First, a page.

Wade a minute
The wading pool, a centerpiece of Millwood City Park since 1954, was scheduled to be demolished this spring due to a budget shortfall, staffing and liability issues. But an outcry from city’s residents has officials reconsidering.
“There’s been no discussion at all,” said Connie Berland, Millwood resident and business owner. “I don’t think that’s right. I think the residents of Millwood should have a say.”
Berland, owner of Kids Are Us Child Care on Argonne Road, uses the pool biweekly as part of her summer program. At February’s City Council meeting, she presented a letter asking for the opportunity to discuss the pool’s future. She has also circulated a flier to request community input.
Berland first heard of the pending removal from another resident, Bobbie Beese, who attended the council’s special budget workshop last year where staff discussed demolition.
“The staff making a decision about the pool as part of budget without any discussion and no community input surprised me,” Beese said, who spoke out at several council meetings regarding the pool.
According to Beese, several parks in the area used to have wading pools but all have since been replaced. She sees the pool as an opportunity for Millwood to differentiate from other area communities referencing an article titled, The Place Making Dividend, written by Edward T. McMahon in the fall 2010 Planning Commissioners Journal.
“It’s part of what makes us, us,” Beese said in reference to the unique appeal of the pool. “They are underestimating its importance to the community.”
“I’m very disappointed,” longtime Millwood resident Heather Cummins, 33, said of the proposed removal. Cummins remembers swimming the pool when she was little. “My earliest memory is when I was 4. I always looked forward to going. It seemed so big then.”
Today Cummins continues the tradition by taking her children, ages 3 and 5 to the pool.
In her research, Beese found a number of communities operating and maintaining wading pools, including Seattle.
Seattle Park and Recreation Aquatics Director Kathy Whitman said the city has 25 wading pools and plans to keep open the sites with high attendance.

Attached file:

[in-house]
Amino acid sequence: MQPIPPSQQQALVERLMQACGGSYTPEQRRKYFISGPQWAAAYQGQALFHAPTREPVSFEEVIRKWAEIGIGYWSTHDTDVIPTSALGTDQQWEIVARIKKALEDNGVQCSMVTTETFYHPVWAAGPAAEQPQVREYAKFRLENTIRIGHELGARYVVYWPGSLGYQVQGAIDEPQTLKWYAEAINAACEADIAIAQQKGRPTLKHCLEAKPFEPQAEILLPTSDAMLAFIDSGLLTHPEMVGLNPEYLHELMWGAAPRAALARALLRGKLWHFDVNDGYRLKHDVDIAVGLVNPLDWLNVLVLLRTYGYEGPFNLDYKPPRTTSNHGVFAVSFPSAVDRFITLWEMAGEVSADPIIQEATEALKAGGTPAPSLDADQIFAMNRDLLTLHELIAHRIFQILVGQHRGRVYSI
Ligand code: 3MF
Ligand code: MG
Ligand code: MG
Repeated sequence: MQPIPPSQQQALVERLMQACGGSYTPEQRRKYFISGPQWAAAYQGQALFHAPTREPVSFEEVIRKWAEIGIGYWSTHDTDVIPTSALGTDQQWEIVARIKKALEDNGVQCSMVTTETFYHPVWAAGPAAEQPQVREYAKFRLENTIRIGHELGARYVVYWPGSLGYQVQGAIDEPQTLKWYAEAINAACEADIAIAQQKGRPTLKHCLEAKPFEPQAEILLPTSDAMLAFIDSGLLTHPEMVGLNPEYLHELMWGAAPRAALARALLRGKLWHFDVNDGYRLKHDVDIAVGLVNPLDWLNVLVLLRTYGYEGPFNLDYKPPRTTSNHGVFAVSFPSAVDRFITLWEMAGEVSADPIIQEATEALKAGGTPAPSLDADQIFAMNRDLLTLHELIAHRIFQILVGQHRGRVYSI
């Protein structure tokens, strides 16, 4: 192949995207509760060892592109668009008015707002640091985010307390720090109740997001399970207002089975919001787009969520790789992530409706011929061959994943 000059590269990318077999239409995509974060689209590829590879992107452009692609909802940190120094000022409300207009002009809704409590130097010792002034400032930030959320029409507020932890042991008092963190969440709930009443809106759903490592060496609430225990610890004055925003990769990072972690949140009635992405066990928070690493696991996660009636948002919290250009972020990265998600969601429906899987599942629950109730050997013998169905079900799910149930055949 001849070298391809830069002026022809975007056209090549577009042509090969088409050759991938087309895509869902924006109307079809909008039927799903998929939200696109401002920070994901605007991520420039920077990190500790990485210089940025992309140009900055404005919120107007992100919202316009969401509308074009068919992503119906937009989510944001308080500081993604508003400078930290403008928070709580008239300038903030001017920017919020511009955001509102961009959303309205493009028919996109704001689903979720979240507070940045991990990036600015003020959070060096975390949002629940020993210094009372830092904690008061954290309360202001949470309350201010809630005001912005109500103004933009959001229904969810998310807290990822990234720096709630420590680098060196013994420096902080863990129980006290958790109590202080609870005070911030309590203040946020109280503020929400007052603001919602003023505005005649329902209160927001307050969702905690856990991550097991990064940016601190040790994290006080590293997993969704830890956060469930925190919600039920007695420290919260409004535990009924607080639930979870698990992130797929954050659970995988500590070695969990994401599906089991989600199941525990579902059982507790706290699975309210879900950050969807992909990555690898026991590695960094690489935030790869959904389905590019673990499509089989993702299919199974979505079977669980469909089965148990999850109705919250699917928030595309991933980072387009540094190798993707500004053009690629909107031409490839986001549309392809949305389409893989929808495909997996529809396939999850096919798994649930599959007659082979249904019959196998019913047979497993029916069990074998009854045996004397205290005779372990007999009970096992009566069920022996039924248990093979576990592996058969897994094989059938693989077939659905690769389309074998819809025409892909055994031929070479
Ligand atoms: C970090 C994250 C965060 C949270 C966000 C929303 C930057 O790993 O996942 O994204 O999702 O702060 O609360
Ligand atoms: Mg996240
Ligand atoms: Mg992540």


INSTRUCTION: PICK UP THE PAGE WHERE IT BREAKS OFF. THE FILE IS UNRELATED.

“They are very popular with families,” Whitman said.
Millwood’s wading pool was conceived in the mid-1940s as part of an overall vision for the park. Now the last of its kind in the area, the 24-foot circular park wading pool opened in 1954.
“The city adopted a historical chapter to the comprehensive code, Beese said, who wants the city to recognize the pool’s historical significance. “This would indicate they should consider the historic aspect and talk about it before they demolish it.”
According to city maintenance supervisor Cleve McCoul, the pool requires resurfacing, costing an estimated $15,000. The proposed 1/8-inch rubberized paint would provide approximately 15 years more of use.
Millwood recently received two bids to demolish the pool, a project that would cost approximately $3,000.
“It needs quite a bit of work,” Mayor Dan Mork said. “I want people to be aware there aren’t a lot of options.”
Mork believes that replacing the pool with something like a spray park for younger children would better serve the community than paying to have it resurfaced. His short-term plan was to replace it with sod.
The city’s budget shortfall is one of the reasons it has planned to demolish the facility. The annual operating costs for the pool, estimated at $5,800, were removed from the budget. Mork also states it has been difficult to staff the facility with a full-time attendant.
Mork said the city is currently looking for a different insurance carrier and the liability issues surrounding the pool make insurance tougher and more expensive to get. If the city is unable to obtain insurance coverage, Mork said the city has no choice but to remove the pool. He hopes to have that information for the next council meeting.
Councilman Kevin Freeman discovered a number of municipalities across the country replacing pools with spray features due to liability issues. This prompted him to question the city’s overall coverage.
“I want to ensure the city has proper protections in place,” Freeman said of the pool remaining in the park, “so it’s safe and enjoyable for all who come and enjoy the pool.”
Mork and Freeman agree residents need to have a say in the pool’s future.
“I really want to see something done with it one way or another,” Beese said. “However, if it’s pulled out, I feel better knowing people had a chance to weigh in.”